Query strings help personalize the user experience by modifying page content according to what the user’s searching for and how they want to view it.
Here are some the navigation capabilities they provide with examples of parameters.
- Filtering: prefn1=brand&prefv1=adidas, pmin=20.00&pmax=50.00, prefn1=size&prefv1=7
- Reordering: srule=priceLow-High, srule=best-sellers, srule=newest
- Paginating: pageSize=30, page=3, pp=120, pageNumber=8, pageView=grid
- Searching: ?q=baby+shoes, ?q=aviator+sunglasses,?q=data+integrity+solutions
- Identifying ?product=small-gas-firepit, categoryid=42, itemid=162
- Translating: lang=en_US, lang=fr, lang=spanish
2. Landing Page Personalization
Query parameters allow you to modify your website to deliver different experiences to your visitors.
For example, say you’re running three PPC ads promoting your services — one for SEO auditing, another for A/B testing, and another for content creation. By applying query parameters to each ad, you can dynamically populate content to create variations of your landing page. This ensures your product offers, messaging, CTAs, etc., are relevant to your visitors’ search queries.
3. Cross-Domain Tracking
It’s challenging to get a clear picture of how visitors are interacting with your brand if you have multiple related domains.
By using query strings for cross-domain tracking, Google Analytics will recognize users’ sessions on related sites as a single session, providing you with a more accurate representation of your customer’s conversion path.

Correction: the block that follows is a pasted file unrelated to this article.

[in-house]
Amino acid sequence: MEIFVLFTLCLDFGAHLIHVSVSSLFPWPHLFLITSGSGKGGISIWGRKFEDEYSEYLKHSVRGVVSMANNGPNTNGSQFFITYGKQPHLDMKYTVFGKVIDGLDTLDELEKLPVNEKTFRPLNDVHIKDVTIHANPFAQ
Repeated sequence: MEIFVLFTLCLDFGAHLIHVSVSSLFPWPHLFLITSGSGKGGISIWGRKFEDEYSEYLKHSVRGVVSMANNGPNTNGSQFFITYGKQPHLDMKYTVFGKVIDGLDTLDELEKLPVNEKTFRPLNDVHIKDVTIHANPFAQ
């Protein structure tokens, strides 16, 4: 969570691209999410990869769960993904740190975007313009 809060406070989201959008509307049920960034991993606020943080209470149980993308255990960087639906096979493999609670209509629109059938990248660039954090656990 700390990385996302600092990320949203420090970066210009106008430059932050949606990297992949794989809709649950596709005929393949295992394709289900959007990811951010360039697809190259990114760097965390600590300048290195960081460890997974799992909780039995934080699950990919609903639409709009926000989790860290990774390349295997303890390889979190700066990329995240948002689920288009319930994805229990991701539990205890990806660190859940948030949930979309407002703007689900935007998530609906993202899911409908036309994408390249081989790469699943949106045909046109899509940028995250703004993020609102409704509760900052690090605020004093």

4. Campaign Tracking
To understand your return on marketing investment, you need to be able to track your campaigns.
By tagging your URLs with UTM parameters, you can track numerous attributes of your traffic within Google Analytics.
These are the UTM parameters you’ll need to populate.
- utm_source: Search engine, social platform, your email newsletter, etc.
- utm_medium: Cost-per-click (CPC), affiliate, influencer, QR code, etc.
- utm_name: Campaign or promotion, ie. Black Friday
- utm_term: Keywords for the ad
- utm_content: Different ads or links that point to the campaign URL
Together, this information helps you determine which creatives and channels were the most effective so you can create more impactful campaigns and decide how to allocate dollars in the future.
5. Forms Population
Personalization and automation are paramount in the ecommerce industry — think about how easy it is to complete a purchase from your favorite retailer.